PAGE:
Still, Harpers Ferry never became special to me until Jacob took me there in 2006 and sat us down on a stone ruin atop the river. To my astonishment, he proposed. Then our giddy selves hiked up past Jefferson Rock and sat down with our backs to the setting sun and our faces toward the confluence of the rivers between the heights. Below our feet was a descending hill of gravestones. I can't think of a better thing to do than consider a graveyard after you've pledged your life to someone. We sat, cried, smiled, and wondered what legacy we would have by the time we had our own stones.

We didn't then think we would one day live in Harpers Ferry, but this November will mark our sixth year here. The place is now linked to the themes and events of our lives. But, just like our lives, it's fraught with memories of conflict. John Brown's would-be insurrection was here. The town changed hands at least seven times between North and South during the Civil War. We've dug up heavy white lead bullets from our own backyard.

Every day, literally and figuratively, we see battlescapes. So much beauty, so much battle, neither ever completely safe from the other.

Last Saturday, we spent several hours at a studio tracking six piano pieces commemorating Harpers Ferry. This collection is called Battlescapes, and I can't wait to share it. Quite soon, I will announce the release of a single from this little album. I wish I could give you hard dates, but there's a bit of back-end prep to do first. Rest assured the site and social will be updated when there's more to tell.

Thanks for following this journey.

Surprise 

A few weeks ago there were no plans to distribute "Pensée No. 1." 

Surprise! 

Plans have changed. 

It's now on Apple Music, Amazon, YouTube, Spotify, and a number of other platforms. This means you can now follow Vandalia River on Spotify, too.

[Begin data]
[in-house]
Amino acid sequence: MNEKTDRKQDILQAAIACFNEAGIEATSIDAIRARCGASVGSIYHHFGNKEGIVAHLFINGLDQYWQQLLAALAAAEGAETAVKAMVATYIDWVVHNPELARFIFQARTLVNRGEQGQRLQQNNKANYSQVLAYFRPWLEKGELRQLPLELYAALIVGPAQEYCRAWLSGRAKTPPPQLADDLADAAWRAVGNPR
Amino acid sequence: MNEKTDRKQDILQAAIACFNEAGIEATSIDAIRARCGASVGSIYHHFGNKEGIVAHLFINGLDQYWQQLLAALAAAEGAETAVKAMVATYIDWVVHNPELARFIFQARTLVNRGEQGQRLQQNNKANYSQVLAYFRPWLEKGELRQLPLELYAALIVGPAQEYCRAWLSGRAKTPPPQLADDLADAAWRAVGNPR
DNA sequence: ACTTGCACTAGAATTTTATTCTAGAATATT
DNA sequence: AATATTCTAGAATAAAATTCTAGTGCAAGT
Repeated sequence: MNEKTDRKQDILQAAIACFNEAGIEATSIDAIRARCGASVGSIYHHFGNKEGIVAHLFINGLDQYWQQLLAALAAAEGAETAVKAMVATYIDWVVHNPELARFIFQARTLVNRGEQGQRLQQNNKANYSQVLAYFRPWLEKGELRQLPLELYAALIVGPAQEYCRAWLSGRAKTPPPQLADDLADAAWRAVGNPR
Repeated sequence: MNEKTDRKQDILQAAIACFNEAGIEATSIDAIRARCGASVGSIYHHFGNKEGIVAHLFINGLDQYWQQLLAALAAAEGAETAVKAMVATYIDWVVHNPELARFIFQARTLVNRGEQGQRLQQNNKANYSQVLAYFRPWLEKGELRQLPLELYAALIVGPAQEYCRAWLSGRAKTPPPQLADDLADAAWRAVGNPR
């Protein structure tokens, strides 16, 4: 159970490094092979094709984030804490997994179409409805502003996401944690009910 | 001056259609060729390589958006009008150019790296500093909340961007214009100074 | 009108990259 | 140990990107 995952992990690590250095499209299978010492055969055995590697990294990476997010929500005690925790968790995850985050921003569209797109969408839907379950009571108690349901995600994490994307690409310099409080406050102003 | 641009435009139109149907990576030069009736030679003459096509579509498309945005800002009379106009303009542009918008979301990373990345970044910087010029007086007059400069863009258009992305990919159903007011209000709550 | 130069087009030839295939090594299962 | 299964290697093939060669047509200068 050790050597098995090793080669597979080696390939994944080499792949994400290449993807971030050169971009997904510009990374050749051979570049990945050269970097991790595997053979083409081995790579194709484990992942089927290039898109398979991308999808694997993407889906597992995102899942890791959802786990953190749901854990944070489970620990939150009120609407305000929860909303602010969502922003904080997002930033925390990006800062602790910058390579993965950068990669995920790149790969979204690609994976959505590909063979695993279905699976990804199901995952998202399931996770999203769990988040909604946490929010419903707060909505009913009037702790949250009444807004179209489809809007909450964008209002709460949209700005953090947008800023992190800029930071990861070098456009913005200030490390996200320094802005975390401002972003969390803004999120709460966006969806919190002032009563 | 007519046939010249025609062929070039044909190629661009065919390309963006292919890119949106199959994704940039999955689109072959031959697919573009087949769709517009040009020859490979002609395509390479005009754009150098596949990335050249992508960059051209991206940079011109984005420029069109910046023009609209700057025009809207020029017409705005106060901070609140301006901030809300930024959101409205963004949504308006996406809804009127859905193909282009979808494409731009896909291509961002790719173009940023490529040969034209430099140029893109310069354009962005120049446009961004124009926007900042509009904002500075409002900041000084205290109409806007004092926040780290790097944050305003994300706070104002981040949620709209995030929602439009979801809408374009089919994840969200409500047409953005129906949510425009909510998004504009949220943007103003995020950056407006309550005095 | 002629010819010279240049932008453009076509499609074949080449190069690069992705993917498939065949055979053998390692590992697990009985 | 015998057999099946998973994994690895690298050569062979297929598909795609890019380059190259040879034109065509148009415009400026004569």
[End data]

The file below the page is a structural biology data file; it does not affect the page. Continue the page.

Hear on Spotify. 

Get on Apple Music/iTunes. 

Hear on Amazon. 

YouTube (please note, this video is not under Vandalia River's YouTube page, so if you subscribe you won't be subscribing to me):

Becoming Vandalia River 

The Vandalia Room began as an umbrella for a number of pursuits: original music, audiobooks, and a blog. "Vandalia" refers both to home - it was once a contender as the official name of West Virginia - and the woman who bought the piano that is now in my living room.

Since beginning this platform, I've recognized that much home recording is an inefficient use of my time. There won't be more audiobooks anytime soon; and instead of testing and re-testing mic set-ups and mixing techniques I'll focus on writing - and finishing - music to record. New music will be shared under Vandalia River. Why? There are already a couple like-minded groups that use "room" in their name. I like "river" in part because it evokes a sense of natural flow. The creative output of Vandalia River flows from a domestic life. I'm not out to reach some new echelon of brilliant art. My vision is to capture the art that can be distilled from whatever life already is. I guess, in a sense, all creators do just that. But the music teacher in me wants to beat this drum so onlookers can be inspired to produce art in their own way, even if modest. This is why I write about house concerts and classical composers and recipes and how music speaks to us in our circumstances.